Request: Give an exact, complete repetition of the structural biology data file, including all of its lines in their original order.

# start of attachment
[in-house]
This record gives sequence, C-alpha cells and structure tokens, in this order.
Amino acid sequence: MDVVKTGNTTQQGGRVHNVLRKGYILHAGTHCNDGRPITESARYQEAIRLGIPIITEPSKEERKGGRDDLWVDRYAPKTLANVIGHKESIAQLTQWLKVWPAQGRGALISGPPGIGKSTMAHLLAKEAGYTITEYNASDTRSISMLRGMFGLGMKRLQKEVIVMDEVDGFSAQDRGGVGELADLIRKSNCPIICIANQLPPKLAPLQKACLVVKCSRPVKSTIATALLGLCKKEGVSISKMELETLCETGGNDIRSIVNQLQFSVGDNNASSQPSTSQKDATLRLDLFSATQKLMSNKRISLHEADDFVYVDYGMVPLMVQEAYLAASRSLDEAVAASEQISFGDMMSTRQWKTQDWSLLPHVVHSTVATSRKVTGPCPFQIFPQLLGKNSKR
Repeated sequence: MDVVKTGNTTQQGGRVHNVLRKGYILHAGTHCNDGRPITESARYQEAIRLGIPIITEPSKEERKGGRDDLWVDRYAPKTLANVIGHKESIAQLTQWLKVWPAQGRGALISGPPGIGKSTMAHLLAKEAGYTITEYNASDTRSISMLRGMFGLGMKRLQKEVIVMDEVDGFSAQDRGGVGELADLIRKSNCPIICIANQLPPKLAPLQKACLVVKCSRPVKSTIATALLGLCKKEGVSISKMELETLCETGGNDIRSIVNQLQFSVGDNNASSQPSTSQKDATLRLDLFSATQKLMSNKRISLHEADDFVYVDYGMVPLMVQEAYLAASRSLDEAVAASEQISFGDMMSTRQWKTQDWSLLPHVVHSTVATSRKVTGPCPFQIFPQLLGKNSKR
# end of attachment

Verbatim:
[in-house]
This record gives sequence, C-alpha cells and structure tokens, in this order.
Amino acid sequence: MDVVKTGNTTQQGGRVHNVLRKGYILHAGTHCNDGRPITESARYQEAIRLGIPIITEPSKEERKGGRDDLWVDRYAPKTLANVIGHKESIAQLTQWLKVWPAQGRGALISGPPGIGKSTMAHLLAKEAGYTITEYNASDTRSISMLRGMFGLGMKRLQKEVIVMDEVDGFSAQDRGGVGELADLIRKSNCPIICIANQLPPKLAPLQKACLVVKCSRPVKSTIATALLGLCKKEGVSISKMELETLCETGGNDIRSIVNQLQFSVGDNNASSQPSTSQKDATLRLDLFSATQKLMSNKRISLHEADDFVYVDYGMVPLMVQEAYLAASRSLDEAVAASEQISFGDMMSTRQWKTQDWSLLPHVVHSTVATSRKVTGPCPFQIFPQLLGKNSKR
Repeated sequence: MDVVKTGNTTQQGGRVHNVLRKGYILHAGTHCNDGRPITESARYQEAIRLGIPIITEPSKEERKGGRDDLWVDRYAPKTLANVIGHKESIAQLTQWLKVWPAQGRGALISGPPGIGKSTMAHLLAKEAGYTITEYNASDTRSISMLRGMFGLGMKRLQKEVIVMDEVDGFSAQDRGGVGELADLIRKSNCPIICIANQLPPKLAPLQKACLVVKCSRPVKSTIATALLGLCKKEGVSISKMELETLCETGGNDIRSIVNQLQFSVGDNNASSQPSTSQKDATLRLDLFSATQKLMSNKRISLHEADDFVYVDYGMVPLMVQEAYLAASRSLDEAVAASEQISFGDMMSTRQWKTQDWSLLPHVVHSTVATSRKVTGPCPFQIFPQLLGKNSKR